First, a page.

I have saved much of my poetry, short stories, and journals from since I was a teenager. While I do cringe at some of the writing (and also laugh out loud), the writing serves to bring me back in touch with that girl and, later, young woman. I can see the development of her writing as well as her self. http://www.evelynkrieger.net

    • Comment by Lisa Ricard Claro
      August 16, 2017 at 7:23 pm  

      It’s wonderful and strange, isn’t it, that particular byproduct of being a long-time writer? We do have the means of peeking back at our younger selves in ways that others do not.

  5. Comment by Sioux Roslawski
    August 16, 2017 at 6:38 pm  

    Lisa–I agree about poetry. When writing prose, you can pad the piece with extra words. When writing poetry, the words are sparse, and so is the buffer (protection) between the poet and the reader.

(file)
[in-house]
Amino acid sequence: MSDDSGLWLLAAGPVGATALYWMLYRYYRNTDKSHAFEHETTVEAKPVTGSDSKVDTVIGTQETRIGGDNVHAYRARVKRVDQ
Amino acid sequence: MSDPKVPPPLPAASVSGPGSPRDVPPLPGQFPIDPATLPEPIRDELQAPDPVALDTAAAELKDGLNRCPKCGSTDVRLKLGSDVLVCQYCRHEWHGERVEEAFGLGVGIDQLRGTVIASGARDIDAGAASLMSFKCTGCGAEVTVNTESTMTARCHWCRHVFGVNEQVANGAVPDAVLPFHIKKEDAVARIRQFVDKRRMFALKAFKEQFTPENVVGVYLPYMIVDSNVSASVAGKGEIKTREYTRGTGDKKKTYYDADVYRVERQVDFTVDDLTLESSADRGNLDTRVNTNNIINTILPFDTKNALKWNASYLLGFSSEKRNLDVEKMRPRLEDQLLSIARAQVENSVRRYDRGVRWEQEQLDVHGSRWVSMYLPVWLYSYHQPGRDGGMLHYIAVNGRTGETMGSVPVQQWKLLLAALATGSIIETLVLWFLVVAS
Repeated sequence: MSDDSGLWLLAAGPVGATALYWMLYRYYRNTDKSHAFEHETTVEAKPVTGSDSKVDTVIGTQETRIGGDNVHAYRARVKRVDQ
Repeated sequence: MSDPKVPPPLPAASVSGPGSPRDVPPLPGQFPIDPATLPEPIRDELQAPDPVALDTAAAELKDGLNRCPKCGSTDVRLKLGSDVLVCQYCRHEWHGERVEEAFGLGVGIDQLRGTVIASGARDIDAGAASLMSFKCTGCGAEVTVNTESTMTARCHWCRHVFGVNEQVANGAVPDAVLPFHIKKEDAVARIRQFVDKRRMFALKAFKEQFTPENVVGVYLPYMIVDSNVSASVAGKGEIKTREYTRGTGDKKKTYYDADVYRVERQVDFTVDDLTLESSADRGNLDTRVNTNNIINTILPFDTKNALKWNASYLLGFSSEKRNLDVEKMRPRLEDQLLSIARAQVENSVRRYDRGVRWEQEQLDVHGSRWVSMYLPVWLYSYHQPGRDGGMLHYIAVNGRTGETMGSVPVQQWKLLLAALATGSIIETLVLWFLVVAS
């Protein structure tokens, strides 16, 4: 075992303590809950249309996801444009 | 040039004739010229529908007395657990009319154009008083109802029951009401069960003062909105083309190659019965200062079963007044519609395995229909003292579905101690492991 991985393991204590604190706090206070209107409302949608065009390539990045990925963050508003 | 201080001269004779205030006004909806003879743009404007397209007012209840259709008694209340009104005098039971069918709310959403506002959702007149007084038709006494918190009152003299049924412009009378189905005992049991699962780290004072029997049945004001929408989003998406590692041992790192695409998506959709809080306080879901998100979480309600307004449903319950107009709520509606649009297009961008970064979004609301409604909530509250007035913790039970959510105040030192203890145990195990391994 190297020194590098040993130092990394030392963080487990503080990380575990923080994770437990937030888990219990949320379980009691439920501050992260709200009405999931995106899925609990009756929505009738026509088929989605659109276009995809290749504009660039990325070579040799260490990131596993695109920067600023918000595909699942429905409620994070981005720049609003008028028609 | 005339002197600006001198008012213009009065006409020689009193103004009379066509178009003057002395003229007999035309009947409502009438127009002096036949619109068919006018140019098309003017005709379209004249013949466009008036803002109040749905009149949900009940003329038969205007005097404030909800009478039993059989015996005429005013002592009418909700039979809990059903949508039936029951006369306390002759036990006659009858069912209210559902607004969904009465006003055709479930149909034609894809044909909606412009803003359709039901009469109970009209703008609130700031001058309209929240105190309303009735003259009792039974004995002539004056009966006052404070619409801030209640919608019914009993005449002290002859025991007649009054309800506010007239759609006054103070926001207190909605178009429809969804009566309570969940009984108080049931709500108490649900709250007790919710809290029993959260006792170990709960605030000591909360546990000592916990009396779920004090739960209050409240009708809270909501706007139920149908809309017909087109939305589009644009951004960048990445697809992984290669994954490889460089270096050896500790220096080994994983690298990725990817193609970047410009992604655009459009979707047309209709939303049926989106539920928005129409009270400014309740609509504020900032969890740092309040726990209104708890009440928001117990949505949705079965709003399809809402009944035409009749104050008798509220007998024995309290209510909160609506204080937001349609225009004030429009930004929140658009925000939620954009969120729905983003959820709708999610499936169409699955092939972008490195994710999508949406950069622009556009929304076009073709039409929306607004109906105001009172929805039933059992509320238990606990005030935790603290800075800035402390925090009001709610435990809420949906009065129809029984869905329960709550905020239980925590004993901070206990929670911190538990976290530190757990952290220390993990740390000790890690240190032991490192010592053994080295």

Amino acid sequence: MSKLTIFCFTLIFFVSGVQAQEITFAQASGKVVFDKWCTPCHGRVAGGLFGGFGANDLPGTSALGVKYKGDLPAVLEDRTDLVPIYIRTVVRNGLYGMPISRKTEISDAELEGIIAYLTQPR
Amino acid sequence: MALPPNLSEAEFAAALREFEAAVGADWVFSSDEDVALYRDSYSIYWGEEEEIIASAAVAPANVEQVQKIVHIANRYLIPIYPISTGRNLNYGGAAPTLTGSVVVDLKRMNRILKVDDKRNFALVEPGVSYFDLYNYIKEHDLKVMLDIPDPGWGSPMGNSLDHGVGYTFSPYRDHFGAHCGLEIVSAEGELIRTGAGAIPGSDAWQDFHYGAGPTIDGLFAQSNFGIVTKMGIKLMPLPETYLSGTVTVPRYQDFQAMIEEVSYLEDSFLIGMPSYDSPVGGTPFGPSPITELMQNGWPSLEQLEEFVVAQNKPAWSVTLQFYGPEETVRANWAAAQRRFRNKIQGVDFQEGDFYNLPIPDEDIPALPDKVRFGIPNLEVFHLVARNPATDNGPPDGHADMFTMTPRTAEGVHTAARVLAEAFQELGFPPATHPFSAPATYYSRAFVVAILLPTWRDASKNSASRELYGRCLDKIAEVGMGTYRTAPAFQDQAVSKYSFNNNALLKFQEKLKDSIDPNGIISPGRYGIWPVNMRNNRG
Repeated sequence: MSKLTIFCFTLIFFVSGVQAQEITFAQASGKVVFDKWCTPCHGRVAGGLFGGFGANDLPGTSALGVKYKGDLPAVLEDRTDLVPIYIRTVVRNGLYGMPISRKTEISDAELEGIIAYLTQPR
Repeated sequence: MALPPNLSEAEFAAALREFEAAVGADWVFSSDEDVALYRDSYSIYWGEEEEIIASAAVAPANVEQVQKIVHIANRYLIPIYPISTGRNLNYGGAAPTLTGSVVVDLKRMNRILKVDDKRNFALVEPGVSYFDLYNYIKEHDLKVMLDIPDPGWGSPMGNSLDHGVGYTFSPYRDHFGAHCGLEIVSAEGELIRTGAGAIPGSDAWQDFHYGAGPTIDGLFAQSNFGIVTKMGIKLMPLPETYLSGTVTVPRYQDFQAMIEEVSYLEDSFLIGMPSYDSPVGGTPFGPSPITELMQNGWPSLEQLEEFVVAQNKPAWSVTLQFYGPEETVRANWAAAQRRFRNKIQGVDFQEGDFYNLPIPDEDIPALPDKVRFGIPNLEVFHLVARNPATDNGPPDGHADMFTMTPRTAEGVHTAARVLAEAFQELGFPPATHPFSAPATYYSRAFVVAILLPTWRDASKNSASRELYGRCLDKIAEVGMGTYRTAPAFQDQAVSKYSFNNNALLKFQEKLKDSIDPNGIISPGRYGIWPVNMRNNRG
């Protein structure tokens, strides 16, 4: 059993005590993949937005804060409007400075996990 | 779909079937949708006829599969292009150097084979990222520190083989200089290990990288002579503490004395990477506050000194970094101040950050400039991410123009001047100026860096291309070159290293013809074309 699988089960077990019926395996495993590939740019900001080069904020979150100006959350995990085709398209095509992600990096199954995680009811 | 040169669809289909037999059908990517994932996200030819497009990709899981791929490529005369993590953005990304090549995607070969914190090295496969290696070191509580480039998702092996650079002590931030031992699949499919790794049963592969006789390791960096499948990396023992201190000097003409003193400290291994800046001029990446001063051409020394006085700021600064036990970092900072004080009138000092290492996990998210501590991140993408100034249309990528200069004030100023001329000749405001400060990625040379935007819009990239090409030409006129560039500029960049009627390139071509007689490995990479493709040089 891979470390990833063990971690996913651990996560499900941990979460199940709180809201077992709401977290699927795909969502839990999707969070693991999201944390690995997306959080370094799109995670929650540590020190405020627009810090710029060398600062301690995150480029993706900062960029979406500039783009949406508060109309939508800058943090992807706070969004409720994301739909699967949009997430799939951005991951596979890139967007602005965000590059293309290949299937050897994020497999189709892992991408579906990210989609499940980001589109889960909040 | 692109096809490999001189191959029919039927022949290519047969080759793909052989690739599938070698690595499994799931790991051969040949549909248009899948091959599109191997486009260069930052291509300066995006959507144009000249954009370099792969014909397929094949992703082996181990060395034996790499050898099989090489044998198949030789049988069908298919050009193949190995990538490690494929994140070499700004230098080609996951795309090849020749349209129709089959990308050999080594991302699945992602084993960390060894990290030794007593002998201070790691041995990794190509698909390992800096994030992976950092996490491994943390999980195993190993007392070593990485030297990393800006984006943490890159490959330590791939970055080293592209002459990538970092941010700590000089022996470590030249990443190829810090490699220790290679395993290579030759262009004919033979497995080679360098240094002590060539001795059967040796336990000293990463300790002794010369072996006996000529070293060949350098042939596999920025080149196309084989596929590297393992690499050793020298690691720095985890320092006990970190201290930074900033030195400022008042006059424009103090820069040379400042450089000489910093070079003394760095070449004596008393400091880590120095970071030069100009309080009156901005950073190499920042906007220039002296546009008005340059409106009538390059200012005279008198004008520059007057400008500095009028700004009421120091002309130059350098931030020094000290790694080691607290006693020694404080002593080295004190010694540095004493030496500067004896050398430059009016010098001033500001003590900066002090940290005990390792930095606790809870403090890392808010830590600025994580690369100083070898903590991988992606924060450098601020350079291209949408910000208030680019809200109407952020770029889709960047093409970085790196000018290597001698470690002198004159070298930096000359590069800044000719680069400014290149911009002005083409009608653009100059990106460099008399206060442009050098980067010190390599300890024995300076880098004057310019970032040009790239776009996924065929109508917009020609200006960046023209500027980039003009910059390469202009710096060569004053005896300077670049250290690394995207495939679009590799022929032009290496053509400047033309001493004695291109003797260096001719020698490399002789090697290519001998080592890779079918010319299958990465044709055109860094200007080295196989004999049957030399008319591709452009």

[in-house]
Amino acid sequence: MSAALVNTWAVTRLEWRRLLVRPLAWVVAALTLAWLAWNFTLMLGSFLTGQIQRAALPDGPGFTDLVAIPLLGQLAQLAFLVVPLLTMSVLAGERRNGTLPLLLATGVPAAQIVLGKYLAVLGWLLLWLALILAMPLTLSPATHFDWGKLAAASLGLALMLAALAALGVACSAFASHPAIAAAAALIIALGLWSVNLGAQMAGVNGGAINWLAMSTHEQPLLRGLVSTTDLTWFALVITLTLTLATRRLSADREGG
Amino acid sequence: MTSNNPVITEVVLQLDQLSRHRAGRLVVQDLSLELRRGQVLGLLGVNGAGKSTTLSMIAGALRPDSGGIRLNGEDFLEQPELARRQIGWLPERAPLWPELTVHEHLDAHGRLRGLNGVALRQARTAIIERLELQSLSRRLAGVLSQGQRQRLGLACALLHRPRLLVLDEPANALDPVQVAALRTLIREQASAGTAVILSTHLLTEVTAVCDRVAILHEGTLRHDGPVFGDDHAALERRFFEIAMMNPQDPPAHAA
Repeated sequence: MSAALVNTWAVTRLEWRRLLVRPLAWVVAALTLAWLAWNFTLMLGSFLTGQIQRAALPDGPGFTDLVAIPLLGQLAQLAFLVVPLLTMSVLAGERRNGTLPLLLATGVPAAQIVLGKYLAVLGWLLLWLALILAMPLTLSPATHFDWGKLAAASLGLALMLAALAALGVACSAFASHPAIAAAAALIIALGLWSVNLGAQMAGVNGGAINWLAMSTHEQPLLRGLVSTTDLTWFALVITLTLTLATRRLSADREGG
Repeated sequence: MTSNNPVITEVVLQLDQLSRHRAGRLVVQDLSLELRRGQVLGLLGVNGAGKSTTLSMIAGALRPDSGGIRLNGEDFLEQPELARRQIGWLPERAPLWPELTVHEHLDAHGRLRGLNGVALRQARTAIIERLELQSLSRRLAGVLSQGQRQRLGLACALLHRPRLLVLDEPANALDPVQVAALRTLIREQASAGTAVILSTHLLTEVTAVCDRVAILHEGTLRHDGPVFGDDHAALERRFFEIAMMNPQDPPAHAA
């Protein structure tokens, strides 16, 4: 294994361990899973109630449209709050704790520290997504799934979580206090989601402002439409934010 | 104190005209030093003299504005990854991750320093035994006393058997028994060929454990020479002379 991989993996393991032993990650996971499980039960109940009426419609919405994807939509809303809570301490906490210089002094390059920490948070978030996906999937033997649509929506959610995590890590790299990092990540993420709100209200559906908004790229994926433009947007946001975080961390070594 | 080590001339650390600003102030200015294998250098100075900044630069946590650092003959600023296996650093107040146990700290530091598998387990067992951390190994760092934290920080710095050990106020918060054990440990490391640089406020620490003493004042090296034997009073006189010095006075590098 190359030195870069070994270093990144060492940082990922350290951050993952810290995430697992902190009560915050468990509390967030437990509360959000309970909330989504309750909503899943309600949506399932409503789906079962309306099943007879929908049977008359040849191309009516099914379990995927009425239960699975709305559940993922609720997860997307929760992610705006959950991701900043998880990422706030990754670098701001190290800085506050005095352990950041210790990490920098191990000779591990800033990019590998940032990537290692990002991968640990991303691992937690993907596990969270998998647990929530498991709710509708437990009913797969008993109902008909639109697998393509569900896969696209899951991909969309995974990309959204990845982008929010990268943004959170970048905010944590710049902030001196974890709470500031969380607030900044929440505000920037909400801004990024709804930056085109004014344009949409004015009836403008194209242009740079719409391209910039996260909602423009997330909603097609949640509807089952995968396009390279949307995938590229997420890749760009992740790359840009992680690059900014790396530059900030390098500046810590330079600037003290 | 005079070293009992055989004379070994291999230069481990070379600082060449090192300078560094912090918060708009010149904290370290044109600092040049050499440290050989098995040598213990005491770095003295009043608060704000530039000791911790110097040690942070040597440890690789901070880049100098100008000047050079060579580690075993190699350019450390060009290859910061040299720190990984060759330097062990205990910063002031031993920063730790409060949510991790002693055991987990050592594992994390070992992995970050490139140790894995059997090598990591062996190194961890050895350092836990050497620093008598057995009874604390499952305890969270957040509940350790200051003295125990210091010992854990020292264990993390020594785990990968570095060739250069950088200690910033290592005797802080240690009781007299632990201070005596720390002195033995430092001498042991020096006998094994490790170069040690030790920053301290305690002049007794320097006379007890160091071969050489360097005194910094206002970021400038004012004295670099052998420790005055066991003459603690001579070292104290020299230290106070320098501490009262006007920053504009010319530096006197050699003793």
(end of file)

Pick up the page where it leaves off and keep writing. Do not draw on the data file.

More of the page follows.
I keep everything I write (these days) but there was one poem I wrote in high school that I wish I had a copy of. The rest of it–angst-filled poop.

    • Comment by Lisa Ricard Claro
      August 16, 2017 at 7:24 pm  

      Haha…succinctly put. Angst-filled poop it might be, but probably still worth reading, even if you’re the only one reading it!

  6. Comment by Cathy C. Hall
    August 17, 2017 at 11:33 am  

    I’ve kept SO much of my writing (hard copies, not just digital) and unfortunately, that includes some really bad angst-filled poop poetry from my teen years. 🙂 But I’m thinking of doing a purge…save my kids the trouble of tossing it all and/or saves me from packing it all for a someday move.

    • Comment by Lisa Ricard Claro
      August 23, 2017 at 9:50 am  

      I agree with you, Cathy. Best to do it before you HAVE to do it. There’s also the added thing of “no one else needs to read this.” For me that means the truly AWFUL historical romance I wrote when I was 19 or 20. It’s in the “shred it” box now, and none too soon probably!